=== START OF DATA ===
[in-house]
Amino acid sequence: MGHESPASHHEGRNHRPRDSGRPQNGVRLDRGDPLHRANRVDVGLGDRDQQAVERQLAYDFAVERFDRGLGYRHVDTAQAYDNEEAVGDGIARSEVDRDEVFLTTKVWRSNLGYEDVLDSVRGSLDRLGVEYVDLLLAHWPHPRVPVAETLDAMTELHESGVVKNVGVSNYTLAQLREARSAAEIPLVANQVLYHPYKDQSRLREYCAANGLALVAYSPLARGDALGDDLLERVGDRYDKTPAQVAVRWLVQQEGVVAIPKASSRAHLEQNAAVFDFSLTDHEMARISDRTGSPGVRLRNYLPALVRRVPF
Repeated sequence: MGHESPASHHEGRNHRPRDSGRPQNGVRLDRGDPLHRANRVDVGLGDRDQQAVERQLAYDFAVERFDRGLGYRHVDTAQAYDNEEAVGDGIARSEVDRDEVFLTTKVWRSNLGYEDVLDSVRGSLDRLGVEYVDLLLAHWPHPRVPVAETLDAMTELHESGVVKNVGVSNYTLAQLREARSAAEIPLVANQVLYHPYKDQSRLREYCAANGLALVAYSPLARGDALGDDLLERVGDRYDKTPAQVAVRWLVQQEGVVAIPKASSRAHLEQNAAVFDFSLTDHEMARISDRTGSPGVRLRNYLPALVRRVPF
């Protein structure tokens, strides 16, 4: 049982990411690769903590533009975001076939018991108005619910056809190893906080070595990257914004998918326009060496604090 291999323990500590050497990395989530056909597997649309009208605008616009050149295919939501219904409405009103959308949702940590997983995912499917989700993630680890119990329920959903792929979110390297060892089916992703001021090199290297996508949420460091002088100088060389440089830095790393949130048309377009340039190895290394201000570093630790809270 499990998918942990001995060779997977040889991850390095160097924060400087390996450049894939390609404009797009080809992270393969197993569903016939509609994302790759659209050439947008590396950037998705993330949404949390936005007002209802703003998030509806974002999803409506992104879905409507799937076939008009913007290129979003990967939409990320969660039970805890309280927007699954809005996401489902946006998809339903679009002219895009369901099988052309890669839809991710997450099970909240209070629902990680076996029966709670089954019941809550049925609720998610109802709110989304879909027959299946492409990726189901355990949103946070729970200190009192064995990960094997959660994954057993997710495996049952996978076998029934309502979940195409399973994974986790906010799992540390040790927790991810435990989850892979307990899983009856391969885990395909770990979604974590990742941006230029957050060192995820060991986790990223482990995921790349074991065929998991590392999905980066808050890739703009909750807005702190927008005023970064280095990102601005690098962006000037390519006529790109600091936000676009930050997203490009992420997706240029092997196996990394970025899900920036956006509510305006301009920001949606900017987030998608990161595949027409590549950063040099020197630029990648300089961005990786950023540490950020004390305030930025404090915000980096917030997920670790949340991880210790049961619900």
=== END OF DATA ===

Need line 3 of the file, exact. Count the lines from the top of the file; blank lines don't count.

Repeated sequence: MGHESPASHHEGRNHRPRDSGRPQNGVRLDRGDPLHRANRVDVGLGDRDQQAVERQLAYDFAVERFDRGLGYRHVDTAQAYDNEEAVGDGIARSEVDRDEVFLTTKVWRSNLGYEDVLDSVRGSLDRLGVEYVDLLLAHWPHPRVPVAETLDAMTELHESGVVKNVGVSNYTLAQLREARSAAEIPLVANQVLYHPYKDQSRLREYCAANGLALVAYSPLARGDALGDDLLERVGDRYDKTPAQVAVRWLVQQEGVVAIPKASSRAHLEQNAAVFDFSLTDHEMARISDRTGSPGVRLRNYLPALVRRVPF